Not so long ago, the mention of Hispanics in the United States often conjured up images of quaint Mariachi bands, drug smugglers and illegal migrant workers harvesting vegetables in California. But reality is rapidly transforming the image and the role of Hispanics in American society.
Today, Hispanics -- or Latinos as they often call themselves -- make up America's largest and fastest growing ethnic minority group. And according to demographer Roberto Ramirez at the Ethnic and Hispanic Statistics Branch of the U.S. Census Bureau, Latinos are putting down roots all across the country.
"In Census 2000, we documented that the number of Hispanics is growing in non-traditional Hispanic states such as Vermont, Idaho and Wisconsin that have not traditionally had a sizable Hispanic population," Mr. ramirez said. "So as an aggregate, you will see that Hispanics are kind of dispersing throughout the U-S. They are still primarily concentrating in the cities of major metropolitan areas. But they are going to places that they have not traditionally gone before."
Although cities such as New York, Chicago, Miami and Los Angeles continue to be major gateways for new arrivals, Hispanics from throughout Latin America are settling across the nation faster and farther than any previous wave of immigrants. Nearly 40% of Hispanics in the United States today entered the country in just the past decade.
One of every six people under the age of 35 in the U-S is Latino. And they're having a profound effect on American culture.
Carlos Santana, Shakira, Ricky Martin and Paulina Rubio are mainstream American music stars. American food is changing as well.
Nestor Rodriguez, a sociologist and co-director of the Center for Immigration Research at the University of Houston in Texas, said America's taste for food is changing.
"The foods of the Hispanic cultures have become very popular. And a measure of how much this has impacted our institutions is when non-Hispanics begin to open-up Hispanic restaurants so that you have what we call in the southwest 'Anglos' [i.e. Americans of Anglo-Saxon ancestry] opening-up Mexican restaurants for Mexican customers," he said. "That says that the Hispanic culture has been assimilated into the American core culture, and what we used to think of as a foreign or ethnic food is now part of the mainstream of culinary America."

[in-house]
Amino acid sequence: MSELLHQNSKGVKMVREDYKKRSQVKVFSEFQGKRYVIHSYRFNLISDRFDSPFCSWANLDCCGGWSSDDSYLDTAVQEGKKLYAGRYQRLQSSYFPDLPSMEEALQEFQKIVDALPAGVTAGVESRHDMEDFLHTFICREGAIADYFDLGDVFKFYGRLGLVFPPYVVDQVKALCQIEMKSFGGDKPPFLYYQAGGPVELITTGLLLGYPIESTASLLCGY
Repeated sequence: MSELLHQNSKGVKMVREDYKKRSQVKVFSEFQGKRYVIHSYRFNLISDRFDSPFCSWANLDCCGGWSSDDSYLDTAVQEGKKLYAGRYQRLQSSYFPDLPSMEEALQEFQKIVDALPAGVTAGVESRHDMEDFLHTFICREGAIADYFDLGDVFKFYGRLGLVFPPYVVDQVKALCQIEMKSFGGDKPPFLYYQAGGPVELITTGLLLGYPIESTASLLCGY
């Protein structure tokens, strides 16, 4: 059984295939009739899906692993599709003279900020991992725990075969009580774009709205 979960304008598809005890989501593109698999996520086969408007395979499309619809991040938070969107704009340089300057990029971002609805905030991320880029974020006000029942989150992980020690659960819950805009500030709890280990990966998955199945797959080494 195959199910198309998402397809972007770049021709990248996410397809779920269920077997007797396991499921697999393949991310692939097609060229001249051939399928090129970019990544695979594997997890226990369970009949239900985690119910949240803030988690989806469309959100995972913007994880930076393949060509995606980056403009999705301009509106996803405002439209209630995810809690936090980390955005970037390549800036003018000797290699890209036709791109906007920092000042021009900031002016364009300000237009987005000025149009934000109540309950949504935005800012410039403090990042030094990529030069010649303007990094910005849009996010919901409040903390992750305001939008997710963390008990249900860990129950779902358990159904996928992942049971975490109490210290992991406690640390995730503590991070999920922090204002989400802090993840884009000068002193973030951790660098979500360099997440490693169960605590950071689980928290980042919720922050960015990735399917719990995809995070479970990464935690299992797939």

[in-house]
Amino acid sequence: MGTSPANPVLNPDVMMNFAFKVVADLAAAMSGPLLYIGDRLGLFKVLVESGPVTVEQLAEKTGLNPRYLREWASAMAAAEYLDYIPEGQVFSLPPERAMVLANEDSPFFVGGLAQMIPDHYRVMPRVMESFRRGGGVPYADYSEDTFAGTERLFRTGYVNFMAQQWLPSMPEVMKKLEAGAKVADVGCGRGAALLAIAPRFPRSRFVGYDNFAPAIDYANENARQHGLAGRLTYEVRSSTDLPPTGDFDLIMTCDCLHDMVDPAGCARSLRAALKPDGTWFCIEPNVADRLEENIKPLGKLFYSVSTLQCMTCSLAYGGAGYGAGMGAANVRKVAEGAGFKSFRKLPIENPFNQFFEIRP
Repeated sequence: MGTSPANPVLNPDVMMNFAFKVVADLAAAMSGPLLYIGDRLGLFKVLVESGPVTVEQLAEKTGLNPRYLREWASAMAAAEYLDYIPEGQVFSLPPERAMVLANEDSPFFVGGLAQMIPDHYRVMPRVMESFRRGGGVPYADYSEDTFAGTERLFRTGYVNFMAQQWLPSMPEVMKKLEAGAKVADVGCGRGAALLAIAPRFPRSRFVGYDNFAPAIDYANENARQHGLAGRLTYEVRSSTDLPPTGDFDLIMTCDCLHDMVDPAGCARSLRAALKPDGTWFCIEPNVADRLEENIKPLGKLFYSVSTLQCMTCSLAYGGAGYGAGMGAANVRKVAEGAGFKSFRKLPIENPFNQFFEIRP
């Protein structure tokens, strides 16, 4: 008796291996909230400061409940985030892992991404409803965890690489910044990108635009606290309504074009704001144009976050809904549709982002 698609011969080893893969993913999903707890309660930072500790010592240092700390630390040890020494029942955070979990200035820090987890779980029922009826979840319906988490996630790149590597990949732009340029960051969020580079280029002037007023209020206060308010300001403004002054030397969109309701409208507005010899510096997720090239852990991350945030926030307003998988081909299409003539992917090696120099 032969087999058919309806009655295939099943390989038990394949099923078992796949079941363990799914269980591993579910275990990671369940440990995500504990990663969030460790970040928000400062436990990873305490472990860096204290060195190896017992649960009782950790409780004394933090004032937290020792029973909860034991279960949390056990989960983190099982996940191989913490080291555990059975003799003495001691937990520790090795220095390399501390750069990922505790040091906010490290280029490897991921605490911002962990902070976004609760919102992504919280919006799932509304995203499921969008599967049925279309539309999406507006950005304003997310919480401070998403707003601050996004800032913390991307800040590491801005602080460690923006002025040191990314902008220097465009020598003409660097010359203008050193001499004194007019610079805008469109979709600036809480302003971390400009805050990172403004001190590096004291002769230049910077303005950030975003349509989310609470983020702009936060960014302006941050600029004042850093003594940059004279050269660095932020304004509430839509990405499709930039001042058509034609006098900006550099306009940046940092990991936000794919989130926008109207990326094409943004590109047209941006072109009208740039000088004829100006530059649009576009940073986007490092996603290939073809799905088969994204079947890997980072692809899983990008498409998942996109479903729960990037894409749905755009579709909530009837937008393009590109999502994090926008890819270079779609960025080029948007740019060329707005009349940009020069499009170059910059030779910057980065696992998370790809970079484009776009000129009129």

Mexicans make up more than 60% of the U-S Hispanic population -- about 21 million people -- followed by 3.5 million Puerto Ricans and almost 1.5 million Cubans. Then there are hundreds-of-thousands of people from throughout the western hemisphere, making Hispanics perhaps the most diverse, as well as the largest, ethnic minority group in the country -- 13% of the U-S population.
Sylvia Martinez is editor-in-chief of Latina, a national magazine for Hispanic women. She says one of the best measures of Latino influence on U-S culture is the change in mainstream television programming.
"Thanks to the growing Hispanic population, you can now turn on your television and actually find a Latino family on prime time network television," Ms. Martinez said. "We cannot forget that the most popular children's television show [in the U-S] for the past couple of years has been about a little Latina (i.e., female Hispanic) adventurer named Dora. 'Dora the Explorer' has both Hispanic kids and non-Hispanic kids learning Spanish from a cartoon!"
Spanish is rapidly becoming America's second language. Opponents of high levels of immigration point out that there are some 9-million illegal immigrants in the United States -- about half of whom are Hispanic. And, most Latinos arrive relatively uneducated, which could lead to the development of a permanent economic underclass.